Are you contemplating to start using an insulin pump and you want to know more about how it works? In this article we will explain it to you.
Diabetes is a metabolic disease that often means having to take insulin continuously. If you are thinking about leaving behind syringes and constant needles and want to know a little more about how an insulin pump works, how they are placed and how long they last, you have to continue reading this article.
What is an insulin pump?
Insulin pumps or continuous subcutaneous insulin infusers (CSII) are small devices, more or less the size of a small cell phone, that, imitating a healthy pancreas, administer insulin continuously through a catheter, so there is no need for injections.
They are composed of two parts: a small plastic tube, also known as a catheter, and an insulin container:
- The connection catheter: is the tube that transports insulin from the container to the subcutaneous tissue.
- The insulin container: is a small device that is programmed to send insulin continuously. It is composed of a screen, insulin reserves and a battery.
What is an insulin pump used for?
Continuous insulin infusion systems are automated methods of administering insulin constantly. This means that the person wearing it will not have to worry about injecting the amount of insulin needed, as the device will do it automatically.
Additionally, in case you need to adjust the amount of insulin, for example, before or during meals, the person wearing this small device will only need to press the corresponding buttons on the insulin container, which will regulate the amount of insulin doses.
How does an insulin pump work?
The functioning of an insulin pump is very simple. The reservoir has a small programmed motor that pushes the insulin-filled cartridges into the catheter, which is the tube that carries the medication into the body.
However, it is important to remember that, although it is an automated device, it must be programmed and used properly according to the needs of each person. That is why, accompanying it with a continuous glucose monitoring sensor will be necessary for its proper functioning.
In addition, using applications such as Cori, can help you to see how, thanks to the insulin pump, your levels stabilize in the long term.
People with diabetes are especially vulnerable to the dangers of colds and the flu, but there are things you can do to control your symptoms and avoid getting sick in the first place. You may maintain your health even when you’re feeling under the weather by constantly monitoring your blood sugar levels, staying hydrated, getting enough of rest, and adhering to your diabetes management plan. Additionally, you may lower your risk of getting sick and safeguard yourself from any problems by maintaining proper cleanliness, being vaccinated, and generally maintaining good health. Make sure to discuss any worries you may have with your healthcare team for advice and support if you have diabetes and are worried about managing colds and the flu.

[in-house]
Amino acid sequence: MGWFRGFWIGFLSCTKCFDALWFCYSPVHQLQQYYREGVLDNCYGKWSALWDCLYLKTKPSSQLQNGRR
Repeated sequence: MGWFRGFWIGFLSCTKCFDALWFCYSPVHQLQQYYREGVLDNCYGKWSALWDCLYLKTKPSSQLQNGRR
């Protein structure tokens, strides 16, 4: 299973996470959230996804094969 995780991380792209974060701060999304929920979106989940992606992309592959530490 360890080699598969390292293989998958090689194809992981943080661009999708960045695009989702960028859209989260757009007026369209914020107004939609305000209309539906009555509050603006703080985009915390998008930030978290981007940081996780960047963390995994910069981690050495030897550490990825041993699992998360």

How are insulin pumps placed?
Insulin pump fitting may seem complicated, but it doesn’t have to be. The only part that needs to be changed regularly is the catheter that is inserted under the skin, which should be replaced with a new one every two to three days. To do this, you must follow the following steps:
- Pull out the new insulin that is to go into the container 24 hours before changing the catheter.
- Wash your hands properly with soap and water.
- Check the catheter to make sure it is in good condition.
- Load the syringe of the pump without leaving any bubbles inside.
- *Connect the syringe to the catheter and press the button until a small amount of insulin comes out.
- Disinfect the area where the cannula is going to be placed.
- Place the catheter, secure it with the bandage and remove the needle.
- Press the button until the cannula under the subcutaneous tissue fills.
For whom is the use of insulin pumps recommended?
Use of an insulin pump is recommended when:
- Glycemic control with insulin in the conventional manner is not achieved.
- You are looking for greater flexibility and quality of life.
- You suffer from severe nocturnal hypoglycemia.
- You are looking for a more exhaustive control.